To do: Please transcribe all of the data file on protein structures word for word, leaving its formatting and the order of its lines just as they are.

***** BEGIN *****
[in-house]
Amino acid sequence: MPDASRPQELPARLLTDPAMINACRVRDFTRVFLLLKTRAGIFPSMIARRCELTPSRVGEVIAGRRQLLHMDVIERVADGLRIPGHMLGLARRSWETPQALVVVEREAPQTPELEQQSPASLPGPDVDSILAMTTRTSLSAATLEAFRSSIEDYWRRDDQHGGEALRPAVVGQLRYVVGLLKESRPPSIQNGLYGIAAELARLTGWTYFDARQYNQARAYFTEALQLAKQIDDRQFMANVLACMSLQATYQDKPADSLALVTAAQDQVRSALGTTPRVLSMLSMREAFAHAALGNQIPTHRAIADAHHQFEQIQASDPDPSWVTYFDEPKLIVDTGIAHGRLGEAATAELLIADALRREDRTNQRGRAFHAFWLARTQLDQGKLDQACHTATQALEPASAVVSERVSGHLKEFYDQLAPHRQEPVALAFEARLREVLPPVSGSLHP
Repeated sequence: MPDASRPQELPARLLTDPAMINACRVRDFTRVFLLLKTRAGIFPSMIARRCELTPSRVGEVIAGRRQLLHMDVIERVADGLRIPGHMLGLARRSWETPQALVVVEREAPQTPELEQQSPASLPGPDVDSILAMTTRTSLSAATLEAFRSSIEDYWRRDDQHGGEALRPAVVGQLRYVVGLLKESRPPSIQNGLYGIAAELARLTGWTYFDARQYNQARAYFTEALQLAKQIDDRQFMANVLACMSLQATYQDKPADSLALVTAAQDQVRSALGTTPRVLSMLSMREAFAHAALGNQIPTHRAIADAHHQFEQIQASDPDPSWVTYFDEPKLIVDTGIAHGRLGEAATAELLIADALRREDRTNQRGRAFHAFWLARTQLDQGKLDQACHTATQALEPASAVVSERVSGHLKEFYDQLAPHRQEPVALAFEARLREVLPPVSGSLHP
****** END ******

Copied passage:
[in-house]
Amino acid sequence: MPDASRPQELPARLLTDPAMINACRVRDFTRVFLLLKTRAGIFPSMIARRCELTPSRVGEVIAGRRQLLHMDVIERVADGLRIPGHMLGLARRSWETPQALVVVEREAPQTPELEQQSPASLPGPDVDSILAMTTRTSLSAATLEAFRSSIEDYWRRDDQHGGEALRPAVVGQLRYVVGLLKESRPPSIQNGLYGIAAELARLTGWTYFDARQYNQARAYFTEALQLAKQIDDRQFMANVLACMSLQATYQDKPADSLALVTAAQDQVRSALGTTPRVLSMLSMREAFAHAALGNQIPTHRAIADAHHQFEQIQASDPDPSWVTYFDEPKLIVDTGIAHGRLGEAATAELLIADALRREDRTNQRGRAFHAFWLARTQLDQGKLDQACHTATQALEPASAVVSERVSGHLKEFYDQLAPHRQEPVALAFEARLREVLPPVSGSLHP
Repeated sequence: MPDASRPQELPARLLTDPAMINACRVRDFTRVFLLLKTRAGIFPSMIARRCELTPSRVGEVIAGRRQLLHMDVIERVADGLRIPGHMLGLARRSWETPQALVVVEREAPQTPELEQQSPASLPGPDVDSILAMTTRTSLSAATLEAFRSSIEDYWRRDDQHGGEALRPAVVGQLRYVVGLLKESRPPSIQNGLYGIAAELARLTGWTYFDARQYNQARAYFTEALQLAKQIDDRQFMANVLACMSLQATYQDKPADSLALVTAAQDQVRSALGTTPRVLSMLSMREAFAHAALGNQIPTHRAIADAHHQFEQIQASDPDPSWVTYFDEPKLIVDTGIAHGRLGEAATAELLIADALRREDRTNQRGRAFHAFWLARTQLDQGKLDQACHTATQALEPASAVVSERVSGHLKEFYDQLAPHRQEPVALAFEARLREVLPPVSGSLHP